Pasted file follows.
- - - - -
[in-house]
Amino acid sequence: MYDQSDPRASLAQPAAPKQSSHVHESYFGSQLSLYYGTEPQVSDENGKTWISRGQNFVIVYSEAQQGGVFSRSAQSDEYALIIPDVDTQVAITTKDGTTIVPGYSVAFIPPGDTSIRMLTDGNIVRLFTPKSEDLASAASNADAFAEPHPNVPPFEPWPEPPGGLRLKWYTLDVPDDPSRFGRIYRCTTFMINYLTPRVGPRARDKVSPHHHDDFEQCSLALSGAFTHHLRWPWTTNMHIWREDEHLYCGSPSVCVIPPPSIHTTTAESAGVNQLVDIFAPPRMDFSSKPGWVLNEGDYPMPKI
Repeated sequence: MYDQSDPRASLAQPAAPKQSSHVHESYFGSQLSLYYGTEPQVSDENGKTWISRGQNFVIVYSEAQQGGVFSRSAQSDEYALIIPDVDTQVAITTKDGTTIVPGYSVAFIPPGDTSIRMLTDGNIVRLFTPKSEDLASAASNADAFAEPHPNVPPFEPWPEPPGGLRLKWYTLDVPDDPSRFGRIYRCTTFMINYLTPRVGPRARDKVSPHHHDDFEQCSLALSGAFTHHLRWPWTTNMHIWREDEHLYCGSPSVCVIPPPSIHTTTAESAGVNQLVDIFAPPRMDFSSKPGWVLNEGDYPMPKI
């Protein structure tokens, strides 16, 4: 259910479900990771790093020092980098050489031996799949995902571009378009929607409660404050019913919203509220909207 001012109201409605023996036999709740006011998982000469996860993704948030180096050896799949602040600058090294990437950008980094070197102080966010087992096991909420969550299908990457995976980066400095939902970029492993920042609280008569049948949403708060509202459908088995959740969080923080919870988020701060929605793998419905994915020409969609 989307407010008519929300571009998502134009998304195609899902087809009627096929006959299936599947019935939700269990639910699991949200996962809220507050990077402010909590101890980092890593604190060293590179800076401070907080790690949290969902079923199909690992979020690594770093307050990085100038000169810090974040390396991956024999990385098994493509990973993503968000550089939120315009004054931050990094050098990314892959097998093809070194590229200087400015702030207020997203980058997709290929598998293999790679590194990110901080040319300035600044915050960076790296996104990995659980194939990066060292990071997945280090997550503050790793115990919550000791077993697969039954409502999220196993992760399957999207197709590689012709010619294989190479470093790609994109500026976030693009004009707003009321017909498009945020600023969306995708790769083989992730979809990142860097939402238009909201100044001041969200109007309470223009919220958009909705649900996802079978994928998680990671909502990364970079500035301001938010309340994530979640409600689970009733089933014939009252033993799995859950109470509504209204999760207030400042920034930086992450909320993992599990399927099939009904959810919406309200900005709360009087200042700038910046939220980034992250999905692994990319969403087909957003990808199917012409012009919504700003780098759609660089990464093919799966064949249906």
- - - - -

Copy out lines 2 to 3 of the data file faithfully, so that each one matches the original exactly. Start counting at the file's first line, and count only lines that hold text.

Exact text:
Amino acid sequence: MYDQSDPRASLAQPAAPKQSSHVHESYFGSQLSLYYGTEPQVSDENGKTWISRGQNFVIVYSEAQQGGVFSRSAQSDEYALIIPDVDTQVAITTKDGTTIVPGYSVAFIPPGDTSIRMLTDGNIVRLFTPKSEDLASAASNADAFAEPHPNVPPFEPWPEPPGGLRLKWYTLDVPDDPSRFGRIYRCTTFMINYLTPRVGPRARDKVSPHHHDDFEQCSLALSGAFTHHLRWPWTTNMHIWREDEHLYCGSPSVCVIPPPSIHTTTAESAGVNQLVDIFAPPRMDFSSKPGWVLNEGDYPMPKI
Repeated sequence: MYDQSDPRASLAQPAAPKQSSHVHESYFGSQLSLYYGTEPQVSDENGKTWISRGQNFVIVYSEAQQGGVFSRSAQSDEYALIIPDVDTQVAITTKDGTTIVPGYSVAFIPPGDTSIRMLTDGNIVRLFTPKSEDLASAASNADAFAEPHPNVPPFEPWPEPPGGLRLKWYTLDVPDDPSRFGRIYRCTTFMINYLTPRVGPRARDKVSPHHHDDFEQCSLALSGAFTHHLRWPWTTNMHIWREDEHLYCGSPSVCVIPPPSIHTTTAESAGVNQLVDIFAPPRMDFSSKPGWVLNEGDYPMPKI